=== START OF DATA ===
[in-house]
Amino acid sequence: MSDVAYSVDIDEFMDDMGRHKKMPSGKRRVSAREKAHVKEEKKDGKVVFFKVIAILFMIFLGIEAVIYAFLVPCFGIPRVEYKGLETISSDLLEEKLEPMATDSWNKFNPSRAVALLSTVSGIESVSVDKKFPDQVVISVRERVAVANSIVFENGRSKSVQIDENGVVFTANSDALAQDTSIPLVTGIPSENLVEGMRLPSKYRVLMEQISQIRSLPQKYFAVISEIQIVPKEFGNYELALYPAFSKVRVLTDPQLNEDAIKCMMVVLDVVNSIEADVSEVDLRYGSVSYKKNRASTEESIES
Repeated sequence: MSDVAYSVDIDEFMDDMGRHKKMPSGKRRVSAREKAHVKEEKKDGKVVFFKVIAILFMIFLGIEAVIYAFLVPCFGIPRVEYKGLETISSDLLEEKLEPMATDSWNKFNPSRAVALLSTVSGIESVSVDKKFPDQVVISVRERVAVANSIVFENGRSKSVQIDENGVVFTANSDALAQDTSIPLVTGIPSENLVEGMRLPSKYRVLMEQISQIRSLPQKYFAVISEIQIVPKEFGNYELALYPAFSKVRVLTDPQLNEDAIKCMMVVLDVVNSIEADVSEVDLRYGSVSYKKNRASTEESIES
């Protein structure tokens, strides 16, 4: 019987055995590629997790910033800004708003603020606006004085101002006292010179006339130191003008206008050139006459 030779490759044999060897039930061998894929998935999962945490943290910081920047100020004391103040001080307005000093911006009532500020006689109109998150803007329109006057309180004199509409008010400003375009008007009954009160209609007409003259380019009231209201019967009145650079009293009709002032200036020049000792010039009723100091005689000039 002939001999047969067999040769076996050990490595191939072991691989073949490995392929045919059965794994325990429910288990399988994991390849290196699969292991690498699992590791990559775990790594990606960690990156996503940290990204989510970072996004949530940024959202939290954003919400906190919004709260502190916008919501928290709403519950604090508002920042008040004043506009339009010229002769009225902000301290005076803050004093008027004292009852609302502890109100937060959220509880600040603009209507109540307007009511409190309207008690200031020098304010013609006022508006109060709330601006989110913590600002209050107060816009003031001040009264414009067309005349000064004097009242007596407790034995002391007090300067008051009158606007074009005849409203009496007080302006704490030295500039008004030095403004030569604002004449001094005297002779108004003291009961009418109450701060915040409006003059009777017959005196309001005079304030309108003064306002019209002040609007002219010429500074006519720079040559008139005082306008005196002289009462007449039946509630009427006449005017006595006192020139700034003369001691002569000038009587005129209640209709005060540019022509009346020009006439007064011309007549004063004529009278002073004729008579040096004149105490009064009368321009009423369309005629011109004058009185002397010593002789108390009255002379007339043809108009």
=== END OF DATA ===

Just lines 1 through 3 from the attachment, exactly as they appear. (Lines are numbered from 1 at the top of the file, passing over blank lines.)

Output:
[in-house]
Amino acid sequence: MSDVAYSVDIDEFMDDMGRHKKMPSGKRRVSAREKAHVKEEKKDGKVVFFKVIAILFMIFLGIEAVIYAFLVPCFGIPRVEYKGLETISSDLLEEKLEPMATDSWNKFNPSRAVALLSTVSGIESVSVDKKFPDQVVISVRERVAVANSIVFENGRSKSVQIDENGVVFTANSDALAQDTSIPLVTGIPSENLVEGMRLPSKYRVLMEQISQIRSLPQKYFAVISEIQIVPKEFGNYELALYPAFSKVRVLTDPQLNEDAIKCMMVVLDVVNSIEADVSEVDLRYGSVSYKKNRASTEESIES
Repeated sequence: MSDVAYSVDIDEFMDDMGRHKKMPSGKRRVSAREKAHVKEEKKDGKVVFFKVIAILFMIFLGIEAVIYAFLVPCFGIPRVEYKGLETISSDLLEEKLEPMATDSWNKFNPSRAVALLSTVSGIESVSVDKKFPDQVVISVRERVAVANSIVFENGRSKSVQIDENGVVFTANSDALAQDTSIPLVTGIPSENLVEGMRLPSKYRVLMEQISQIRSLPQKYFAVISEIQIVPKEFGNYELALYPAFSKVRVLTDPQLNEDAIKCMMVVLDVVNSIEADVSEVDLRYGSVSYKKNRASTEESIES